FAQ - Near Death Experience

What is a Near-Death Experience (NDE)? 
  • The Near-Death Experience is a type of forced out-of-body experience (OBE) caused by organic traumas, and/or physical, chemical or psychological agents. It commonly occurs in cases of terminal illnesses, or situations which involve moments of great risk to the physical body, such as accidents, electrocutions, surgery, suffocations, drownings, etc. This phenomenon is very common, and researchers around the world are spending much effort, money and time to try and explain its occurrence more fully.

What kinds of reports are given by those who have experienced an NDE?  

  • Usually people relate a number of common experiences such as: a feeling of inner peace; floating above their physical body; perception of the presence of people around them; 360º vision; amplification of various senses; traveling through a tunnel intensely lit at its far end (tunnel effect). In this atemporal region, the person experiencing the NDE (NDEer) perceives the presence of what most people describe as a "being of light", although this description varies depending on cultural archetypes and personal philosophies. The boundary between the two dimensions is also that of life or death. Sometimes the NDEers have to decide if they want to come back to physical life or not, often reporting a field, door, fence or lake as a type of barrier that if they were to cross, they would not return to their physical body. These are some of the characteristics of near-death experiences.

What psychological and behavioral changes occur in those who have an NDE?

  • Most of those who have a near-death experience exhibit positive behavioral changes. The great majority of them change their lives for the better in that they lose the fear of death (thanatophobia); value their life and the lives of others more; re-evaluate their current values, ethics and priorities; become more serene and confident; increase psychic perceptions; and take advantage of a greater understanding of the purpose of life in order to evolve faster. IAC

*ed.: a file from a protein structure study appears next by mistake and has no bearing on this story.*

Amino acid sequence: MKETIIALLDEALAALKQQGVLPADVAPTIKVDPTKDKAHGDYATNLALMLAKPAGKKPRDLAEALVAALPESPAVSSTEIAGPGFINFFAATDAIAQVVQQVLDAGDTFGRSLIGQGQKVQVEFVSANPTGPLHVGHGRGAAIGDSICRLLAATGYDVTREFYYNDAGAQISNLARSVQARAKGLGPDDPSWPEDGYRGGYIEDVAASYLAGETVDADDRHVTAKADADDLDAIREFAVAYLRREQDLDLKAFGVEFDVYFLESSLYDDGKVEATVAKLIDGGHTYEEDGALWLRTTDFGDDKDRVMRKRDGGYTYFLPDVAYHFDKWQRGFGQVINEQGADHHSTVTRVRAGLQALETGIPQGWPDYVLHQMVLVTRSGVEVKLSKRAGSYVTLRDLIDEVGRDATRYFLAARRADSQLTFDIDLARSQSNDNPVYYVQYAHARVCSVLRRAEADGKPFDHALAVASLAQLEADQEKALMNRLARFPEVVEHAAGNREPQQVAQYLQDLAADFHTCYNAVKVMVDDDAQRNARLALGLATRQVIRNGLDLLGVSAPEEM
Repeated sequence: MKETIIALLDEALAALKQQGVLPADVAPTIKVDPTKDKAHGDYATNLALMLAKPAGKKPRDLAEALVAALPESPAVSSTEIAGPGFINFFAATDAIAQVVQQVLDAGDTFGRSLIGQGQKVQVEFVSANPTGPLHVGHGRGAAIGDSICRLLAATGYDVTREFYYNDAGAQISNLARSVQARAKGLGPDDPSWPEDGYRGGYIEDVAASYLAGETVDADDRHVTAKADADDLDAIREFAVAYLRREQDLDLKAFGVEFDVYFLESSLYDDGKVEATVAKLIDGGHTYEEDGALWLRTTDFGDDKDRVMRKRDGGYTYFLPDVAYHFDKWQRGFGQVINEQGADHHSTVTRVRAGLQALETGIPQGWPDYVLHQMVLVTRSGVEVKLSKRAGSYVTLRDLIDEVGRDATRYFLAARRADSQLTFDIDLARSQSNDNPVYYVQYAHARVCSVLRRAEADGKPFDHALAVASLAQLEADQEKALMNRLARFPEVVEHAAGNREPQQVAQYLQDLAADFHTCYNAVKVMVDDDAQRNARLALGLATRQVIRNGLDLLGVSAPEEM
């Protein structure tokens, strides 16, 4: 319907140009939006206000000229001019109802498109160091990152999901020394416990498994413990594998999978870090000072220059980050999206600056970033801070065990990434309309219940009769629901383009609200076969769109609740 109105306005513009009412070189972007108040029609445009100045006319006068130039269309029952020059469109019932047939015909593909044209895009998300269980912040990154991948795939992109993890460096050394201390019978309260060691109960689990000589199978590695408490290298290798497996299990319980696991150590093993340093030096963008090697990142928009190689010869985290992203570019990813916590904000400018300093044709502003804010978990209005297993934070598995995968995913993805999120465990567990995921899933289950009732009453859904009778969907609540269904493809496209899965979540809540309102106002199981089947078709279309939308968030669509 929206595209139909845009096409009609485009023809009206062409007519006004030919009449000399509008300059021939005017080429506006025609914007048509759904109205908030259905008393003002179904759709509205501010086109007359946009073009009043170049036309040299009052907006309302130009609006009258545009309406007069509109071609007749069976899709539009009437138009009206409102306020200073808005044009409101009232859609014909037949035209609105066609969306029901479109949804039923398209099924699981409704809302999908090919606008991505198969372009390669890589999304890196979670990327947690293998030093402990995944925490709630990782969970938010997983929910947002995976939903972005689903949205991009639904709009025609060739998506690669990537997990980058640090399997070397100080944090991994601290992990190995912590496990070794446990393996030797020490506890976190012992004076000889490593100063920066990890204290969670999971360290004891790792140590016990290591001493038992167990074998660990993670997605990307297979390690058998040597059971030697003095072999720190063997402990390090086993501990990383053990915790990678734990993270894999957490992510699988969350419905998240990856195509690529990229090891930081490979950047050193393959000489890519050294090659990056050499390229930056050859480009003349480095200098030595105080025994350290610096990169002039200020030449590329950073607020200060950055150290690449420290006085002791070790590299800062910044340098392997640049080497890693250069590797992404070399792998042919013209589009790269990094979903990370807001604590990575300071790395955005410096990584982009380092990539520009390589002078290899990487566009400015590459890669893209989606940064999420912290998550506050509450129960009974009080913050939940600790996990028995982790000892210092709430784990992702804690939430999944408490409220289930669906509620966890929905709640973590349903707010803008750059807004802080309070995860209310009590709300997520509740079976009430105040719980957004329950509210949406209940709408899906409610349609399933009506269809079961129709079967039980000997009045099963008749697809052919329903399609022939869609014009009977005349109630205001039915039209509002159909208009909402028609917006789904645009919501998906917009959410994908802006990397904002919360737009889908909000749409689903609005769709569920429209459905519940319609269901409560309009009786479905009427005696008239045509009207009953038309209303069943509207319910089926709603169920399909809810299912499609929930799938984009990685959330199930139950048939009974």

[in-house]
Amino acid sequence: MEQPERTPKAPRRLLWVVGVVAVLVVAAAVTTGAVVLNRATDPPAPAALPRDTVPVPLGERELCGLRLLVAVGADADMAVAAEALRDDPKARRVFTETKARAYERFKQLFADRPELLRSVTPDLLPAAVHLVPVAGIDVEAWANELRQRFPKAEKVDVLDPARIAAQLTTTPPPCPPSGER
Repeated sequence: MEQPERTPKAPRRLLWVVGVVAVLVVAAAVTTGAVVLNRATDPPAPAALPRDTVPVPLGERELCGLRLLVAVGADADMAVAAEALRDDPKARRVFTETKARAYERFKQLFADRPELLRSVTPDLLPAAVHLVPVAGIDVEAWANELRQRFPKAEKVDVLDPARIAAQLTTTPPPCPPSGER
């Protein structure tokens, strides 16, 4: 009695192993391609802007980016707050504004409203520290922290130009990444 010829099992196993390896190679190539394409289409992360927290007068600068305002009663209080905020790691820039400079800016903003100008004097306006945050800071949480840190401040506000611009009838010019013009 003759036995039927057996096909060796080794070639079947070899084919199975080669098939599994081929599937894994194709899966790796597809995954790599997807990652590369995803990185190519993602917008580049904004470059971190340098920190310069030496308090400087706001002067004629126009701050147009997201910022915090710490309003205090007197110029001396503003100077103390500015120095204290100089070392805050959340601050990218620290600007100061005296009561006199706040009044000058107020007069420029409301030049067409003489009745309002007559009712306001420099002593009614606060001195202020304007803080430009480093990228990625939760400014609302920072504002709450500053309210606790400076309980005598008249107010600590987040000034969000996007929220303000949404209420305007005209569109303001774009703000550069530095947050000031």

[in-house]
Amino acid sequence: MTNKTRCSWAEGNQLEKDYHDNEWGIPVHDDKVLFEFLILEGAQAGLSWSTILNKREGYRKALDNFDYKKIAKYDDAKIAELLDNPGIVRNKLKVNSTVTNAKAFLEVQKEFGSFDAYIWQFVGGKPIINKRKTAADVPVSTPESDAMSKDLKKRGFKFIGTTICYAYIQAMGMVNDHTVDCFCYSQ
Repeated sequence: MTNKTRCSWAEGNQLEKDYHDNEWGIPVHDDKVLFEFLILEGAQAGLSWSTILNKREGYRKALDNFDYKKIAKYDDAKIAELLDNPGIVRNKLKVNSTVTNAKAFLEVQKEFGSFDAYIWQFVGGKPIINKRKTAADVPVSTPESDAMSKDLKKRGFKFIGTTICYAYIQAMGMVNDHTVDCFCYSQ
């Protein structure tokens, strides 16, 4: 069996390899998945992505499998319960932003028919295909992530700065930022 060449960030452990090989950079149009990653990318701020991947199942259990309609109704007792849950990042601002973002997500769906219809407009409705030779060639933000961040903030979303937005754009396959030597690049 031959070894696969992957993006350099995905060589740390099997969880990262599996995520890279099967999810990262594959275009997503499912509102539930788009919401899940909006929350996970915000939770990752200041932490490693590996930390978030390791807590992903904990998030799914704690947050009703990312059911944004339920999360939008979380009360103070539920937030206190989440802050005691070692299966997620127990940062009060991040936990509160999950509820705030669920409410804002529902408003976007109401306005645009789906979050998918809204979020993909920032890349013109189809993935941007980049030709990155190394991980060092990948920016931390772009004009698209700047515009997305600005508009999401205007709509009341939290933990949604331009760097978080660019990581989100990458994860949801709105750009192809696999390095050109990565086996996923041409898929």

Presuming there is a separation of conscious from the physical body during an NDE, how is it possible then that the mind (physiologically the brain) remembers what occurred during the NDE, when it remained in the physical body all the time?

  • There have many relatively recent studies on consciousness. The current theory is that consciousness is where the memories are stored, not the brain. Many scientists have postulated that as an information storage unit the brain cannot possibly hold all the information. Therefore, the brain is more of an accessing unit much like a radio receiver. Additional findings have shown that the way we remember is not as a computer disk drive, but rather we store a core memory attached to an emotion and then file it in an concept area in the brain. When we retrieve our memories, we are programmed to "fill in the gaps." Therefore brain memories rarely are 100% totally accurate. However, that being said, the NDEs report 100% life reviews of every thought, deed, and how we made others feel. This is the computer hard drive - the consciousness that survives death. When consciousness returns to the body, it takes typically 7 years to have those intense memories of the NDE to funnel through the brain. My guess is that it is such an intense experience that it may create in the brain what is known as a "flashbulb moment." These are times that the brain takes a picture of a particular instance, usually occurring in times of heightened sensory and emotional input or life-threatening moments. These memories are ingrained in the brain and the person can recall like it happened yesterday.

Are NDEs caused from sleep deprivation, bad dreams, or the subconscious awareness of surgery? 

  • Morse published 3 articles in the AMA’s pediatric journal as a result of his studies. The scientists and physicians who reviewed his protocol were very complimentary about research design and scientific validity of the results. Closer to the Light, Learning from the Near-Death Experiences of Children, Melvin Morse M.D., with Paul Perry, Ballantine Books 1991, Pg 49 . His findings from his carefully designed research eliminated the theory that NDEs are the result of drugs or sleep deprivation or that they are merely bad dreams or the subconscious awareness of surgery. Id. at pg 46.

Are NDEs are recent phenomenon?

  • No. Literature throughout the ages and over varying cultures have been tattooed with NDE- like descriptions and accounts. Plato's REPUBLIC, Dante's DIVINE COMEDY, and medieval literature investigated by Carol Zaleski all possess descriptions resembling the NDE.

When my mother was dying, we thought she was hallucinating, but what she described sounds like an NDE. Could this be true?

  • People who are dying frequently describe seeing a wonderful light or a landscape they want to enter. They may talk with people who are invisible to everyone else, or they may look radiant and at peace. Such "deathbed visions" may be related to NDEs. We have a page with more information about these kinds of experiences.

Does an NDE really change a person's life?